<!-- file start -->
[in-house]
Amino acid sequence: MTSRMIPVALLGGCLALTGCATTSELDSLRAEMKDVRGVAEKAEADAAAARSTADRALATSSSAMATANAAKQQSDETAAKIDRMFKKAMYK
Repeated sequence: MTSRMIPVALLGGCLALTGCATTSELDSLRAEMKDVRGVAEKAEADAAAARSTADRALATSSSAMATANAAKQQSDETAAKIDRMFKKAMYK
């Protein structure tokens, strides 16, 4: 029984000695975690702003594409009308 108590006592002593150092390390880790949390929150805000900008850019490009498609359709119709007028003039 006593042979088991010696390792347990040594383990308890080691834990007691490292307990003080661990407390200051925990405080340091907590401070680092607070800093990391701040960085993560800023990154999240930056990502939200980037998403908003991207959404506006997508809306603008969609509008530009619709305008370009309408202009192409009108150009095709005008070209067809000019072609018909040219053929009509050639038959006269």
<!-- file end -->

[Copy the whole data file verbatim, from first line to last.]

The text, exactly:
[in-house]
Amino acid sequence: MTSRMIPVALLGGCLALTGCATTSELDSLRAEMKDVRGVAEKAEADAAAARSTADRALATSSSAMATANAAKQQSDETAAKIDRMFKKAMYK
Repeated sequence: MTSRMIPVALLGGCLALTGCATTSELDSLRAEMKDVRGVAEKAEADAAAARSTADRALATSSSAMATANAAKQQSDETAAKIDRMFKKAMYK
């Protein structure tokens, strides 16, 4: 029984000695975690702003594409009308 108590006592002593150092390390880790949390929150805000900008850019490009498609359709119709007028003039 006593042979088991010696390792347990040594383990308890080691834990007691490292307990003080661990407390200051925990405080340091907590401070680092607070800093990391701040960085993560800023990154999240930056990502939200980037998403908003991207959404506006997508809306603008969609509008530009619709305008370009309408202009192409009108150009095709005008070209067809000019072609018909040219053929009509050639038959006269």